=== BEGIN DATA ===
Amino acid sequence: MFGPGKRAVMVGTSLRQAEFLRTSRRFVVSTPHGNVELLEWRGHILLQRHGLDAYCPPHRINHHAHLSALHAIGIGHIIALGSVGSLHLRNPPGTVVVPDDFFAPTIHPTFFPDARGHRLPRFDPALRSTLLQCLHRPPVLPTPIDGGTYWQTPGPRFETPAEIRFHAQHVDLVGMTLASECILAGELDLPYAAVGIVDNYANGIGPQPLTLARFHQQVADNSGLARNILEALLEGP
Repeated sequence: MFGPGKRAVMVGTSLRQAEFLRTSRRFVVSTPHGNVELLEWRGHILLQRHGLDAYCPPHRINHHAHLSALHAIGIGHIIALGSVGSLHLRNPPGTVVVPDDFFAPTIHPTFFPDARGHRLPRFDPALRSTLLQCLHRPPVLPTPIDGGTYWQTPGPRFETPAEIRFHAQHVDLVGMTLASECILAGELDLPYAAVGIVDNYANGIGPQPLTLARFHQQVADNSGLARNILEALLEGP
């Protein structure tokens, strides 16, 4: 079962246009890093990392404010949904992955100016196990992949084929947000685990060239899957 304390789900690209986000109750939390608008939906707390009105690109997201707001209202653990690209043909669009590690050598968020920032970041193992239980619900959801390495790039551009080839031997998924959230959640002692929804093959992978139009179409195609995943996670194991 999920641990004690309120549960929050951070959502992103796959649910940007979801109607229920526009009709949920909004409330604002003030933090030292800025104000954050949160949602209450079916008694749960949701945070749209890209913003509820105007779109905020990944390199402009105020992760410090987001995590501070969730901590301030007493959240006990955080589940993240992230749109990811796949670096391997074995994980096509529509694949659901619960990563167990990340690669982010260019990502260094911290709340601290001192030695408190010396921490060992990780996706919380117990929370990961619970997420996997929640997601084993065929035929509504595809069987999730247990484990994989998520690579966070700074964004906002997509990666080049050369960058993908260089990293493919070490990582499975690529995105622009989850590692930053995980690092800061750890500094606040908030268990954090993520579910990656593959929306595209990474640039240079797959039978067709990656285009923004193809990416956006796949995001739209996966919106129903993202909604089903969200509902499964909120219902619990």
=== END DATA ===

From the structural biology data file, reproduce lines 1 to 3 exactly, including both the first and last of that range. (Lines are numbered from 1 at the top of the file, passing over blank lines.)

Amino acid sequence: MFGPGKRAVMVGTSLRQAEFLRTSRRFVVSTPHGNVELLEWRGHILLQRHGLDAYCPPHRINHHAHLSALHAIGIGHIIALGSVGSLHLRNPPGTVVVPDDFFAPTIHPTFFPDARGHRLPRFDPALRSTLLQCLHRPPVLPTPIDGGTYWQTPGPRFETPAEIRFHAQHVDLVGMTLASECILAGELDLPYAAVGIVDNYANGIGPQPLTLARFHQQVADNSGLARNILEALLEGP
Repeated sequence: MFGPGKRAVMVGTSLRQAEFLRTSRRFVVSTPHGNVELLEWRGHILLQRHGLDAYCPPHRINHHAHLSALHAIGIGHIIALGSVGSLHLRNPPGTVVVPDDFFAPTIHPTFFPDARGHRLPRFDPALRSTLLQCLHRPPVLPTPIDGGTYWQTPGPRFETPAEIRFHAQHVDLVGMTLASECILAGELDLPYAAVGIVDNYANGIGPQPLTLARFHQQVADNSGLARNILEALLEGP
């Protein structure tokens, strides 16, 4: 079962246009890093990392404010949904992955100016196990992949084929947000685990060239899957 304390789900690209986000109750939390608008939906707390009105690109997201707001209202653990690209043909669009590690050598968020920032970041193992239980619900959801390495790039551009080839031997998924959230959640002692929804093959992978139009179409195609995943996670194991 999920641990004690309120549960929050951070959502992103796959649910940007979801109607229920526009009709949920909004409330604002003030933090030292800025104000954050949160949602209450079916008694749960949701945070749209890209913003509820105007779109905020990944390199402009105020992760410090987001995590501070969730901590301030007493959240006990955080589940993240992230749109990811796949670096391997074995994980096509529509694949659901619960990563167990990340690669982010260019990502260094911290709340601290001192030695408190010396921490060992990780996706919380117990929370990961619970997420996997929640997601084993065929035929509504595809069987999730247990484990994989998520690579966070700074964004906002997509990666080049050369960058993908260089990293493919070490990582499975690529995105622009989850590692930053995980690092800061750890500094606040908030268990954090993520579910990656593959929306595209990474640039240079797959039978067709990656285009923004193809990416956006796949995001739209996966919106129903993202909604089903969200509902499964909120219902619990």